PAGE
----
Clozel also stressed the importance of understanding spatial biology—how cancer cells interact with other cells within the tumor microenvironment—to identify new therapeutic targets. Unfortunately, he noted, existing spatial biology data sets are too small to enable significant breakthroughs.

Therefore, Clozel and colleagues developed MOSAIC, a large atlas of spatial biology data from approximately 7,000 patients representing seven different cancer types. MOSAIC incorporates data from spatial transcriptomics, single-cell RNA sequencing, bulk RNA sequencing, whole exome sequencing, tissue histology, and the clinic. It is intended to guide the development of AI tools that analyze spatial biology data to discover new precision medicine approaches.

Finally, Clozel shared examples of predictive AI tools that he and colleagues have developed, including MesoNet to predict the survival of patients with mesothelioma, HCCNet to predict prognosis of patients with liver cancer, and RlapsRiskBC to identify breast cancer patients with a high risk of relapse.

A Pan-tumor Model to Identify Homologous Repair Deficiency

In the final presentation, Mia Levy, MD, PhD, chief medical officer of Foundation Medicine, discussed the development and validation of HRDsig, an AI algorithm to identify tumors with homologous repair deficiency (HRD).

Mia Levy, MD discussing artificial intelligence in oncology at the AACR Annual Meeting 2024.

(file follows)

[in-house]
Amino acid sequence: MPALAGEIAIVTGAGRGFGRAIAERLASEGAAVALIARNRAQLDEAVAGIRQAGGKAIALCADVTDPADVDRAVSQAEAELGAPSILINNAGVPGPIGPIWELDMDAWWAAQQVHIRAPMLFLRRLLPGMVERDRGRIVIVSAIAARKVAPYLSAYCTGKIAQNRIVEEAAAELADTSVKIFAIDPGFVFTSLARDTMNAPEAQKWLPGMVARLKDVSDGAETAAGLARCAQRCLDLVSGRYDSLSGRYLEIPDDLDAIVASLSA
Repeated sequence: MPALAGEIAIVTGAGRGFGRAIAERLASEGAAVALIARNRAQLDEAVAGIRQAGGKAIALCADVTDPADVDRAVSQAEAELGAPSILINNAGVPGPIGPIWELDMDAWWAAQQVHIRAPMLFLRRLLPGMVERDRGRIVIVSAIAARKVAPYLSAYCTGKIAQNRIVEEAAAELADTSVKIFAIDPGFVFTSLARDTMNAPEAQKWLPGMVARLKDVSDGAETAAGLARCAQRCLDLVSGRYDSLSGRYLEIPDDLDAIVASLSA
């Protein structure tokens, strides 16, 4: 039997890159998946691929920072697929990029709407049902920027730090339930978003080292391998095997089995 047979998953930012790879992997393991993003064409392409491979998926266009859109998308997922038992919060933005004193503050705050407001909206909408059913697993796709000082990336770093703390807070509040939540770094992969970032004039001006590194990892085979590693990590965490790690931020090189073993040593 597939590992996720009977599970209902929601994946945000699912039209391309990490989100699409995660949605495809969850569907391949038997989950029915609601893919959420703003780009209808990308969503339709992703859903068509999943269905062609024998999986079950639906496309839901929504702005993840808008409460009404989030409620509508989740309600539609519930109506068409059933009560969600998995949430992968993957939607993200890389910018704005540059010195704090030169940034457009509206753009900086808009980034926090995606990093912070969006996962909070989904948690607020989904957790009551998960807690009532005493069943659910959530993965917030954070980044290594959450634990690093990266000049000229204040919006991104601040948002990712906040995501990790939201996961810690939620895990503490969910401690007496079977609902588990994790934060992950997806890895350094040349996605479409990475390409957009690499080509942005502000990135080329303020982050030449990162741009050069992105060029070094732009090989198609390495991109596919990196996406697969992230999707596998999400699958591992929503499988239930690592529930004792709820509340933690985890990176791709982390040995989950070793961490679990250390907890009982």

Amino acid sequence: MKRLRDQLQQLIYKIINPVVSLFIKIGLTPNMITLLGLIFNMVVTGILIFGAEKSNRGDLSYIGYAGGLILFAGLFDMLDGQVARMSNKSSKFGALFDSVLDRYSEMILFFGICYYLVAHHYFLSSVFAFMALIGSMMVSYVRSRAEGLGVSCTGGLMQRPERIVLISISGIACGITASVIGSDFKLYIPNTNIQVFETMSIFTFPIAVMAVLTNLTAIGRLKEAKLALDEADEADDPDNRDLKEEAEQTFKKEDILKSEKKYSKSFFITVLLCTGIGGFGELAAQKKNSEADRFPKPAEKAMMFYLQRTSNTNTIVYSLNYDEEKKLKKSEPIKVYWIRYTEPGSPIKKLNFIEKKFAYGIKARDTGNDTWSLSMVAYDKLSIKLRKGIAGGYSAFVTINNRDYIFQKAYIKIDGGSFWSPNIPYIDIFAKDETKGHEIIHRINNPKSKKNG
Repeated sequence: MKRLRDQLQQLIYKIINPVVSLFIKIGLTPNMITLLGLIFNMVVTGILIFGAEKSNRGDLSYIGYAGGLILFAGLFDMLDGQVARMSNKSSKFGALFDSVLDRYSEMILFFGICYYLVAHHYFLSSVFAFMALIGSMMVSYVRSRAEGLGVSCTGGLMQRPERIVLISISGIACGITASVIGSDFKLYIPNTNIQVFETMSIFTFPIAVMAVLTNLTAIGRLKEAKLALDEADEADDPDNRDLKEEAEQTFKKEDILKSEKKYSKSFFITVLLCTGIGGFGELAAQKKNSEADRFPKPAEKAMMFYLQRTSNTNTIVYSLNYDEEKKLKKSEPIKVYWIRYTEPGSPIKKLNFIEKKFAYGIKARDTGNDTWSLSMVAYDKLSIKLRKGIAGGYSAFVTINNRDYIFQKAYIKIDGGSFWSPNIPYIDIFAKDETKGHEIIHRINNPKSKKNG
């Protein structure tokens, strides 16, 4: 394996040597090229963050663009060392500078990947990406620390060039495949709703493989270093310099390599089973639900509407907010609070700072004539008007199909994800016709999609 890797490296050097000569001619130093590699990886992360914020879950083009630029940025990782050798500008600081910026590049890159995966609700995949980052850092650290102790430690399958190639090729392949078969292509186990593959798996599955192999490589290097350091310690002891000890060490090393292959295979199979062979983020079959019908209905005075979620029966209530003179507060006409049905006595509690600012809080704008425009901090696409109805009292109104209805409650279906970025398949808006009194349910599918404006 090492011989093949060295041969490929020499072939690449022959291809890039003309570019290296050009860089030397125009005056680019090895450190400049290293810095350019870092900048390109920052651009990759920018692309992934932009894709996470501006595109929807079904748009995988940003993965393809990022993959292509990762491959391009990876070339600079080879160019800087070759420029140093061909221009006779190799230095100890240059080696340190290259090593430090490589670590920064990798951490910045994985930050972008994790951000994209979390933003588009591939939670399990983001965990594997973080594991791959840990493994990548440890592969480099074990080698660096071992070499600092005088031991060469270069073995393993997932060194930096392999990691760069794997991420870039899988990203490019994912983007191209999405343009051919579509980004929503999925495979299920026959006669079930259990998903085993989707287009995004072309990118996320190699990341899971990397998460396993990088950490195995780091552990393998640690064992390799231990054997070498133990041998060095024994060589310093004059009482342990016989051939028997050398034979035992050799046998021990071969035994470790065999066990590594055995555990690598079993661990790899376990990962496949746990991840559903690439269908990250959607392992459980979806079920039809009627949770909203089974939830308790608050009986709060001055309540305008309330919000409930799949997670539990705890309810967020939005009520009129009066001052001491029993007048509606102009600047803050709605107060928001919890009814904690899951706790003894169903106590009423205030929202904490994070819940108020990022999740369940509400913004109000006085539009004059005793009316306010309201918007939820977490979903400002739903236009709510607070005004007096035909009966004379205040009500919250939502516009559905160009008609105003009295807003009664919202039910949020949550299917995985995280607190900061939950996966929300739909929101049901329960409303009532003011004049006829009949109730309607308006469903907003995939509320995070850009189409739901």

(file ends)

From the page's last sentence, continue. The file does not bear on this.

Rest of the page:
Mia Levy, MD, PhD. © AACR/Vera LaMarche 2024

Tumors with HRD have impaired DNA repair and are susceptible to targeted therapies that work through synthetic lethality. Traditionally, HRD has been identified by looking for mutations in certain genes, such as BRCA, but these methods may miss HRD caused by mutations in other genes, Levy noted. HRDsig, in contrast, works by looking for tumor agnostic “genomic scars” caused by HRD, including loss of heterozygosity, telomere allele imbalances, and other copy number changes.

The algorithm was built using over 100 copy number changes and was trained on data from over 500,000 patients. In validation studies of patients with ovarian, prostate, breast, or pancreatic cancer, HRDsig detected over 75% of tumors with biallelic loss of BRCA and identified tumors with other HRD-causing gene alterations.

Compared to BRCA mutation alone, HRDsig identified up to twice as many patients who could have benefitted from PARP inhibition in retrospective studies, including patients with ovarian, colorectal, breast, and other cancers. These results suggest that HRDsig could be used across tumor types to better stratify patients for PARP inhibition or other DNA repair-targeted therapies, and a prospective study to evaluate its predictive capability has been initiated.

“I encourage all of us to keep a high standard … for these AI-generated approaches,” Levy concluded. She argued that, although vigorous validation can be expensive, it is needed to ensure the accuracy of new AI tools.

“Without the rigor, we risk just getting excited about the trendy term ‘AI,’” she said. “I think we’ve seen from our speakers today and from this example that we’re still holding [AI] to a high standard.”

Learn more about AI in clinical practice in a recent review article in Cancer Discovery, a journal of the AACR. To learn about AI in oncology drug development, check out our interview with drug discovery expert Paul Workman, PhD.